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CR applauds Facebook for eliminating use of controversial facial recognition technology

Consumer Reports investigation into Facebook’s facial recognition tools was cited by FTC in historic 2019 settlement

WASHINGTON, D.C. —  Facebook today announced in a blog post that it is shutting down its facial recognition system. CR’s 2019 investigation found that Facebook misrepresented steps that certain consumers needed to take to control facial recognition technology. CR’s complaint about these misrepresentations was cited in the FTC’s historic 2019 settlement with the company, which was one of several cited by the FTC in its statement about the settlement and restrictions for the company. 

In addition to these concerns about misrepresentation, this technology, which maps users’ facial features, is invasive and contrary to consumers’ expectations, and can lead to inappropriate surveillance.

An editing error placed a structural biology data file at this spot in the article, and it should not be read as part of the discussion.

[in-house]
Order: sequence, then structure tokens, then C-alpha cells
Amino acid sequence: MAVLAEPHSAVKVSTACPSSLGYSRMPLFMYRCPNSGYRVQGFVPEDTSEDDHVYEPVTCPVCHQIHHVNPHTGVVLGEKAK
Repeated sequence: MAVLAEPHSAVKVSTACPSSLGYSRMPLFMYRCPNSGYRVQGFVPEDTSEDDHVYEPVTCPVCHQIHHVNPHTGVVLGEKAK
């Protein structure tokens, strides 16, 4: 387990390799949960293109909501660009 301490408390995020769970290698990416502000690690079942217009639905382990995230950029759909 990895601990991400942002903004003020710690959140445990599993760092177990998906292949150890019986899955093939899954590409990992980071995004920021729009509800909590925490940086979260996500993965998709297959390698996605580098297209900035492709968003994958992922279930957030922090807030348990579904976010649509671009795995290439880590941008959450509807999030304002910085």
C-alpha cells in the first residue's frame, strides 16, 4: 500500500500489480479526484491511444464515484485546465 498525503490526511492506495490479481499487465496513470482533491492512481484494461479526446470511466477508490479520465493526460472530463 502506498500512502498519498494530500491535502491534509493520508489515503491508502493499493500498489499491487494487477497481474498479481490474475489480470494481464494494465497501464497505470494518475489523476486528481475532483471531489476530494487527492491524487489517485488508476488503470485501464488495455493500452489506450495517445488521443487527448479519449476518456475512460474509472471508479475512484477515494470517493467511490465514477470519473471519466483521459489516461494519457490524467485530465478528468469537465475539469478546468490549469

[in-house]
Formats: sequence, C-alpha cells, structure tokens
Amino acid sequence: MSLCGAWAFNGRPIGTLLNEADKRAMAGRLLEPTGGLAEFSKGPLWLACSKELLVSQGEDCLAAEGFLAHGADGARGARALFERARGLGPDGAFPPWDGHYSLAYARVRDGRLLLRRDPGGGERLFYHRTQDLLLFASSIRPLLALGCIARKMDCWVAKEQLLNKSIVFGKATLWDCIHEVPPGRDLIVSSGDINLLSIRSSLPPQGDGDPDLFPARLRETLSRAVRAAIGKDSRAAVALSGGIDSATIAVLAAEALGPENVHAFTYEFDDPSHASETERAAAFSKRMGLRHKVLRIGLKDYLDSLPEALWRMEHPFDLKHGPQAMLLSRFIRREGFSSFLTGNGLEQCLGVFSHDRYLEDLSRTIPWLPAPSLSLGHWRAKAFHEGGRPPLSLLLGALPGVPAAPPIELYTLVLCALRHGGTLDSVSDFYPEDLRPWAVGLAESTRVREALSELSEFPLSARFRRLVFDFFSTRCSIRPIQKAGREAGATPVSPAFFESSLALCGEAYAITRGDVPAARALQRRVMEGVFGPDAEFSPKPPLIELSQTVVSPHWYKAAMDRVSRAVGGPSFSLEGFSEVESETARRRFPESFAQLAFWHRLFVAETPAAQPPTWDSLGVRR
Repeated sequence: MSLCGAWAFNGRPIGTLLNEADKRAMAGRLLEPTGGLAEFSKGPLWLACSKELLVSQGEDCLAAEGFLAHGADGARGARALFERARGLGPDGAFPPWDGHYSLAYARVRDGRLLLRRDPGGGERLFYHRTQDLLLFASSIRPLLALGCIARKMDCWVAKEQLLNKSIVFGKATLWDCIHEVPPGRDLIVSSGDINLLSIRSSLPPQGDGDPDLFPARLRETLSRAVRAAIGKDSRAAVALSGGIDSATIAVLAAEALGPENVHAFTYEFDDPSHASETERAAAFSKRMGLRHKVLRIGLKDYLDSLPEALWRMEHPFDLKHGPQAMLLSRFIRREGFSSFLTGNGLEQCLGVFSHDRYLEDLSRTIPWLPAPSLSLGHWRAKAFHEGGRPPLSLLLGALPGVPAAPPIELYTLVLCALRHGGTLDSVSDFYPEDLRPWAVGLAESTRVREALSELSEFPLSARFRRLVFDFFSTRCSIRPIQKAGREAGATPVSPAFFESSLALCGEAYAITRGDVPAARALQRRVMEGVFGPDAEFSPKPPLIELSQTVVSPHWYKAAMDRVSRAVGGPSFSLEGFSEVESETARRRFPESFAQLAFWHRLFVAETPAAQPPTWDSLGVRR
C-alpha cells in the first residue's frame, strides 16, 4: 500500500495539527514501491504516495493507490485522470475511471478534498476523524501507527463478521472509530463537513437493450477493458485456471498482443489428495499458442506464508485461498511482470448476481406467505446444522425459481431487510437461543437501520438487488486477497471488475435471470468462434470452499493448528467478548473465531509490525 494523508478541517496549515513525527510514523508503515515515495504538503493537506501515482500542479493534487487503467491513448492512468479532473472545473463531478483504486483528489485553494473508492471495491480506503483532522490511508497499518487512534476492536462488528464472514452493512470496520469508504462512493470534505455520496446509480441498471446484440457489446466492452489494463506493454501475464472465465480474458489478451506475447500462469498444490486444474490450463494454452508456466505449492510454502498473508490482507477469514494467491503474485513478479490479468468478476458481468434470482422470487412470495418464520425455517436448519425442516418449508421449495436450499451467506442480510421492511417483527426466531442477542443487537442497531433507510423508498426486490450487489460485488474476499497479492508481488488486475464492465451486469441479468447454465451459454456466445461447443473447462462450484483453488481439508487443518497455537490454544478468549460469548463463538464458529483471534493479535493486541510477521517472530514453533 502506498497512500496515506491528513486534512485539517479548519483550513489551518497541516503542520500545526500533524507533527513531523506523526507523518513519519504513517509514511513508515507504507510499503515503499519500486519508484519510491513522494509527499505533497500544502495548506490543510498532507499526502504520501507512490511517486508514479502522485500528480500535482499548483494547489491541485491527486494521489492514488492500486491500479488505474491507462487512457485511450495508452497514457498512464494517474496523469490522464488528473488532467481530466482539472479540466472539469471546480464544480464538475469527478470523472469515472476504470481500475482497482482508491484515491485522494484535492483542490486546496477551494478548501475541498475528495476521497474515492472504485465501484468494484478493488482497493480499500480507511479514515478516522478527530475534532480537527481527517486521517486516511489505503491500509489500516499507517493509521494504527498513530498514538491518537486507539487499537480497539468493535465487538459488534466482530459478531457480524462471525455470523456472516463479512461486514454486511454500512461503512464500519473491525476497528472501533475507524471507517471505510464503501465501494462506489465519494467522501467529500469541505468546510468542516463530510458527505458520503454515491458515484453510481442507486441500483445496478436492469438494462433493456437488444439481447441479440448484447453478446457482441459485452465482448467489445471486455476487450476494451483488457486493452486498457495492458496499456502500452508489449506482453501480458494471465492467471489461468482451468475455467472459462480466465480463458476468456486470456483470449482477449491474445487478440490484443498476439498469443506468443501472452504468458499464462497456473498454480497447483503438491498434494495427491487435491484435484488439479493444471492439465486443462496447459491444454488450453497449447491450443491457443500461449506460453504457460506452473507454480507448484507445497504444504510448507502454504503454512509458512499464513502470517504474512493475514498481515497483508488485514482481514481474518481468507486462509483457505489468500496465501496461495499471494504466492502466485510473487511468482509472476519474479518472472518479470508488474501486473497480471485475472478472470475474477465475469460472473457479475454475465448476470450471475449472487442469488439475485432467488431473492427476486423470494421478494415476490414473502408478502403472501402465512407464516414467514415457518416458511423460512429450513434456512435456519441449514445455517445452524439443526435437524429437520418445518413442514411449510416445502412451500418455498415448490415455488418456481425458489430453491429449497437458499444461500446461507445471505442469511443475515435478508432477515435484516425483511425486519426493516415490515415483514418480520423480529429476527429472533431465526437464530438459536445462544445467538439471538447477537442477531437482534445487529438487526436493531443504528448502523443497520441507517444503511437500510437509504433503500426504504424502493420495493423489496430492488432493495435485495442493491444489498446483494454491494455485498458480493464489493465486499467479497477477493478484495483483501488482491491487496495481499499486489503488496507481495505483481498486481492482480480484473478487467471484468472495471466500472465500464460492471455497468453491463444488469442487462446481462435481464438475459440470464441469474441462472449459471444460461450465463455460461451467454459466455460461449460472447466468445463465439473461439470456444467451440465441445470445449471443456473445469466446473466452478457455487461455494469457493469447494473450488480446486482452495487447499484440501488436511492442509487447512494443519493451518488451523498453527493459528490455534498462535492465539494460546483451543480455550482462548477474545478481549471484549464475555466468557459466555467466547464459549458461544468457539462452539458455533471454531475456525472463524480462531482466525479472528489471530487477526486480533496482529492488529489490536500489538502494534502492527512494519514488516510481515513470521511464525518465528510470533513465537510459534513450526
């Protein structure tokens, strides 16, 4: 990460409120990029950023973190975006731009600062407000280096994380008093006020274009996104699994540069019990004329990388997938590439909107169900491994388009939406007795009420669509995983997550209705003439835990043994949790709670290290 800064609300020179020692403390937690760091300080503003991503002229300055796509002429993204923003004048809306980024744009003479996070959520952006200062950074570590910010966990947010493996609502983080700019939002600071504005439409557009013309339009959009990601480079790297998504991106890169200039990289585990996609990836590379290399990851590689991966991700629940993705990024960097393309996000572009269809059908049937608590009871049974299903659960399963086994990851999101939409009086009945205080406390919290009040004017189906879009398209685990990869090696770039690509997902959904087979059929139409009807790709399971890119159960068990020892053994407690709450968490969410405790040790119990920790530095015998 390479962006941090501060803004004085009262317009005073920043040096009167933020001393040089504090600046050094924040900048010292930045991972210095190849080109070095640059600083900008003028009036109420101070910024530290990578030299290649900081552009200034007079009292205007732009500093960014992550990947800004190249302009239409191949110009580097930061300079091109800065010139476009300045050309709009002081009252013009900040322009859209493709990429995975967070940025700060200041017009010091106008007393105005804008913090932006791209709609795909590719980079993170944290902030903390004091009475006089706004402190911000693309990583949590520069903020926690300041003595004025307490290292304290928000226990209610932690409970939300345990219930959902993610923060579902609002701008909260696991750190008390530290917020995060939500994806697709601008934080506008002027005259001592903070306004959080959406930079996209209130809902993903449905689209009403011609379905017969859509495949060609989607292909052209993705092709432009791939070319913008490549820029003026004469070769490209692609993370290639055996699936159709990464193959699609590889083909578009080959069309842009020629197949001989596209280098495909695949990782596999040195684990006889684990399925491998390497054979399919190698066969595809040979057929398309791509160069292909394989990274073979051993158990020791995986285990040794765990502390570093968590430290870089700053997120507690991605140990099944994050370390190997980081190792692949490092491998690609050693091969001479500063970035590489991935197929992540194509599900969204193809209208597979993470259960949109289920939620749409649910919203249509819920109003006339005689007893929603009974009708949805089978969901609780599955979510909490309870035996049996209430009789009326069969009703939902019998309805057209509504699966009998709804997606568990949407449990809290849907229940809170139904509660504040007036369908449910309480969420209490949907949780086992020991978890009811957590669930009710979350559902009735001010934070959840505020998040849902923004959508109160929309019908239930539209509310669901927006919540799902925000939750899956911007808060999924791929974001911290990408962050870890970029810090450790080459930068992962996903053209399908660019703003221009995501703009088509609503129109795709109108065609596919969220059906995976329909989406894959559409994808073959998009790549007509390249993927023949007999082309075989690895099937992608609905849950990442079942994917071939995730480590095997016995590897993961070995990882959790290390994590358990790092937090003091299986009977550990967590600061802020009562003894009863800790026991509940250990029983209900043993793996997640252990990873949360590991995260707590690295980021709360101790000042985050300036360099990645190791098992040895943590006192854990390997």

According to CR’s complaint, Facebook indicated in their privacy policy that the facial recognition feature, used to automatically tag users in photos, was implemented on an opt-in basis. However, CR’s research showed that for many consumers, it was on by default. Following the FTC settlement over this and other practices, Facebook announced that it was pushing opt-in controls to all users.

Maureen Mahoney, senior policy analyst at CR, said, “We commend Facebook’s decision to shut down its facial recognition program, especially given the company’s history of misleading consumers over the use of the technology. But real privacy can’t be guaranteed without comprehensive federal privacy protections. We call on Congress to enact strong privacy legislation and to adequately fund the Commission, so that it has the resources it needs to enforce the law. In addition, we urge the FTC to aggressively use its existing powers and issue regulations to protect online privacy.”

Contact: Cyrus Rassool, cyrus.rassool@consumer.org